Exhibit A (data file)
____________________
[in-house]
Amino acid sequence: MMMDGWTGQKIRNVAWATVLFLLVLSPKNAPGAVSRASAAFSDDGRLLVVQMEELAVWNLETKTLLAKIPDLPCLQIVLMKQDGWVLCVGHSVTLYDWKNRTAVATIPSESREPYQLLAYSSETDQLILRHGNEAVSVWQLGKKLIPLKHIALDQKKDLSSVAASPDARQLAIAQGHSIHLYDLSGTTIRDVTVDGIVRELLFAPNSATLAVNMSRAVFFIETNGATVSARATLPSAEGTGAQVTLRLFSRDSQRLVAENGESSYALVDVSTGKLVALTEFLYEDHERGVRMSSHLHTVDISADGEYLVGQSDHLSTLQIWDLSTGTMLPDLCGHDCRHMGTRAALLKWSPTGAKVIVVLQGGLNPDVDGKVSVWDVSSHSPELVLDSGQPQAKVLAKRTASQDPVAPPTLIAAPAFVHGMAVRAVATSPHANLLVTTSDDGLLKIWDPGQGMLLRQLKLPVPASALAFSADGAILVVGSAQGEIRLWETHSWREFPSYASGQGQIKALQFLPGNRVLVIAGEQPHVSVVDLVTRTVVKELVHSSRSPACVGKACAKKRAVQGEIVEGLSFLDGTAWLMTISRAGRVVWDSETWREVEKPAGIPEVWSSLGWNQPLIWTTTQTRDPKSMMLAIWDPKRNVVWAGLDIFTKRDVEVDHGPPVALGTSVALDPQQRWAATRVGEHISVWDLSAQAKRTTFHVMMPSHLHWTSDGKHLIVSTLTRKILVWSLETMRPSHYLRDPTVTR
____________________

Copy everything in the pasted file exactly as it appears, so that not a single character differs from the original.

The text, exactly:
[in-house]
Amino acid sequence: MMMDGWTGQKIRNVAWATVLFLLVLSPKNAPGAVSRASAAFSDDGRLLVVQMEELAVWNLETKTLLAKIPDLPCLQIVLMKQDGWVLCVGHSVTLYDWKNRTAVATIPSESREPYQLLAYSSETDQLILRHGNEAVSVWQLGKKLIPLKHIALDQKKDLSSVAASPDARQLAIAQGHSIHLYDLSGTTIRDVTVDGIVRELLFAPNSATLAVNMSRAVFFIETNGATVSARATLPSAEGTGAQVTLRLFSRDSQRLVAENGESSYALVDVSTGKLVALTEFLYEDHERGVRMSSHLHTVDISADGEYLVGQSDHLSTLQIWDLSTGTMLPDLCGHDCRHMGTRAALLKWSPTGAKVIVVLQGGLNPDVDGKVSVWDVSSHSPELVLDSGQPQAKVLAKRTASQDPVAPPTLIAAPAFVHGMAVRAVATSPHANLLVTTSDDGLLKIWDPGQGMLLRQLKLPVPASALAFSADGAILVVGSAQGEIRLWETHSWREFPSYASGQGQIKALQFLPGNRVLVIAGEQPHVSVVDLVTRTVVKELVHSSRSPACVGKACAKKRAVQGEIVEGLSFLDGTAWLMTISRAGRVVWDSETWREVEKPAGIPEVWSSLGWNQPLIWTTTQTRDPKSMMLAIWDPKRNVVWAGLDIFTKRDVEVDHGPPVALGTSVALDPQQRWAATRVGEHISVWDLSAQAKRTTFHVMMPSHLHWTSDGKHLIVSTLTRKILVWSLETMRPSHYLRDPTVTR